Edition 03. Distilled by Pedro Vasquez. 2018 harvest. Bottle 2 of 130 (70cl).
Dried sweet chilies like guajillo and pasilla. Very earthy, with clay pot and humid topsoil notes, almost peaty. Quite saline, with notes of iodine and fresh oysters. Could have been distilled at the Isle of Skye if you know what I mean. A dash of water brings out some citrus and tropical fruits, which funnily enough is coherent with the Talisker analogy. I wonder what their new make tastes like, but I’m sure it doesn’t hold a candle to this beautiful Coyote. Back to it: candied yuzu, pomegranate, stewed apples, marmalade, maybe some quince jelly. Gunpowder, recently polished leather shoes, ginger. Cinnamon and liquorice are very present but appear mostly on the palate. Successive tastings have also revealed clear floral notes of violets and jasmine. Intense! The finish is spicy, ashy, dry and very long.
An absolute gem of a distillate.
Batch D-01-19. 48.8% ABV. Tasted from a 5cl sample.
(This note is shorter than I would’ve liked due to the limited time I had to spend with the distillate.)
Agave syrup sweetness on first approach. Then a lot of minerality, chalk, iodine, clay and some distant campfire smoke. A little bit woody, too, as in a mouldy tree bark and dry leaves. On the palate it’s even rounder. The sweetness makes it extremely drinkable, but it retains some of its earthy complexity. Salted caramel, stewed apples and almost no spiciness whatsoever. Very balanced or a little bit boring depending on your point of view.
I’m not a huge consumer of espadin, however, this accessible yet not overly simplistic one is among the best I’ve ever tried. It might not titillate the sharper palates in the house, but if I owned a bottle, I’d be proud to share it with as many friends as possible.
Edition 04, distilled by Ignacio Parada. 2018 Harvest. Bottle 238 of 280 (75cl).
Evocative of spring. Fragrant, very floral : jasmine, rose water, sakura-scented fabric softener. Stone fruits like peaches and apricots, but also white grapes, apples, pears, lychee. White tea, Marie-Antoinette tea, all kinds of flower-based teas. However, hints of nail polish remover, wet paint and cold cigarette ashes boldly remind us that this is serious business and, fortunately, not a box of macarons from Ladurée that you bought at the airport.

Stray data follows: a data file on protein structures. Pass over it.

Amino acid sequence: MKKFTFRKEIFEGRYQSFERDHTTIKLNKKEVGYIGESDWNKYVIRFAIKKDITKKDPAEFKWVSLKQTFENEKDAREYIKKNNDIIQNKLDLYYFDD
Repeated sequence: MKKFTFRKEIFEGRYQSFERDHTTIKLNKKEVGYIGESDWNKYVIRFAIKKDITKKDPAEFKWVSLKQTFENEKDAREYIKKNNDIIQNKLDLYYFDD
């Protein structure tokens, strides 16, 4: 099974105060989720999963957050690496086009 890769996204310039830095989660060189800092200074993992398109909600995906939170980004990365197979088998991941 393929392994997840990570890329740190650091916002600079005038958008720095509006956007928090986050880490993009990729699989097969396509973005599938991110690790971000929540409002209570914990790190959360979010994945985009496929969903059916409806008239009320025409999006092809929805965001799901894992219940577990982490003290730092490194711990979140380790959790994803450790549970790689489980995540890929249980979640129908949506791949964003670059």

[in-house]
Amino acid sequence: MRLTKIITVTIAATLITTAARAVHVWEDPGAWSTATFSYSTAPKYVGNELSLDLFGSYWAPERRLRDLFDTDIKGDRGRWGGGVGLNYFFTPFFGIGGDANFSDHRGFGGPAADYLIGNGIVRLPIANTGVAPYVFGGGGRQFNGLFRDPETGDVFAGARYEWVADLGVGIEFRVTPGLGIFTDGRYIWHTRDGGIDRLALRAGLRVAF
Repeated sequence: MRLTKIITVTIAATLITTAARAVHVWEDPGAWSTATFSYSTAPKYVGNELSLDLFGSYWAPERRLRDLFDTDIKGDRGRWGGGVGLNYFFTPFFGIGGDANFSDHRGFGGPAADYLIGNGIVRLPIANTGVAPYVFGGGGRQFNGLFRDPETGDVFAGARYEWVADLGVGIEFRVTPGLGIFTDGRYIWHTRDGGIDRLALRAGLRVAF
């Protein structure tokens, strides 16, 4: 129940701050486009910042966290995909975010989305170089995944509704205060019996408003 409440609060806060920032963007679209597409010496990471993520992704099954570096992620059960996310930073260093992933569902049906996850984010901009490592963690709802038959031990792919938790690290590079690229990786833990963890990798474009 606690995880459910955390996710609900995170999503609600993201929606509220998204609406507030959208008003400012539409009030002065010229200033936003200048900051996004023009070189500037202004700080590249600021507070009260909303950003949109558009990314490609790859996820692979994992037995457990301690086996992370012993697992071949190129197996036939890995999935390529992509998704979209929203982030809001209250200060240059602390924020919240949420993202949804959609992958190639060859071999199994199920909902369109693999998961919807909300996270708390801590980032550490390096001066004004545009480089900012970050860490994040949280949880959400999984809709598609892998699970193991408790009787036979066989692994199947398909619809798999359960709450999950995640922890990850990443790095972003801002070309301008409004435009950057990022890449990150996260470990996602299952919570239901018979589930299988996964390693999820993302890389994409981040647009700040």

On the palate it’s crystal clear, like spring water. Everything is there. Elegant, refined, limpid, dry, quite reminiscent of a Daiginjo. Still quite floral, but the more pungent notes give way to lumber aromas like sandalwood, pine cones and some waxed exotic wood. It’s flavorful and complex, yet dangerously approachable. The finish is as if you chain-smoked a pack of Marlboro Red after stress-eating that expensive box of rose petal flavored macarons that was actually meant for your mom.
It’s round and perfectly balanced. One of the best sakes, sorry, mezcals I’ve ever had.
Batch D-01-19, bottle 42/180, distilled by Lalo Ángeles (obviously)
Upon first approach, the nose leans strongly towards aloe vera and other succulents. Immediately thereafter, fresh peat and humid, almost decaying vegetation. Then forest undergrowth, ferns, moss, seaweed, seashells. I’m reminded of my hometown in Mexico after a long, tropical, hot August rain. Clay, flint, quite mineral in fact. Perfect alcohol integration. Cooked agave and a hint of smoke top it all off. Gorgeous.
In the mouth it’s creamy, herbal, still quite reminiscent of succulents. It feels like biting into a piece of sweet, juicy cooked agave. Fresh mint, green leaves and green peppers. The minerality is still very present, along with a deep earthy and vegetal peatiness with little to no smoke. The finish is leafy and has you thinking of maguey long after you’ve finished your glass.
I could give it five stars for the nose alone, which is one, if not the most beautiful nose I’ve encountered in mezcal. I’ve successfully used this bottle to convert my fellow whisky-loving, empty-glass-sniffing friends to the wonders of agave distilates. The palate is delicious but falls slightly short in complexity, so I’ll dock it half a point for the sake of objectivity. It’s a stellar, elegant, close-to-perfection, straightforward mezcal and I wholeheartedly recommend it, but don’t expect anything funky or extravagant. For gentlefolk only.
Edition 23, distilled by Rafael Mendez Cruz. 2018 Harvest. Bottle 155 of 670 (50cl).
It’s a little bit hot on new rubber, nail polish and wet paint on first impression. Then strong on aniseed and liquorice followed by more typical aromas of lemon zest, citronella and rosemary. All in all, quite a botanical nose, topped off by a hint of smoke and cooked agave.
The palate is coherent with the nose. The aniseed and liquorice expand into aromatics like dill, fennel and green peppercorns. Star anise fills and coats the mouth, leaving a slightly bitter and mentholated feeling.
The finish is my favorite part : long on smoke, agave sweetness and a light bitterness.
This Tepeztate grew on me quite a lot. I disliked it on my first taste. Even though I love a certain funkiness in my spirits, I found it unbalanced and leaning too heavily on certain aromatics. We ended up getting along quite well, though, and I find myself reaching for it more often than I would have thought. It’s a fun one to dissect, but I wouldn’t recommend it to anyone unwilling to give it the attention it demands.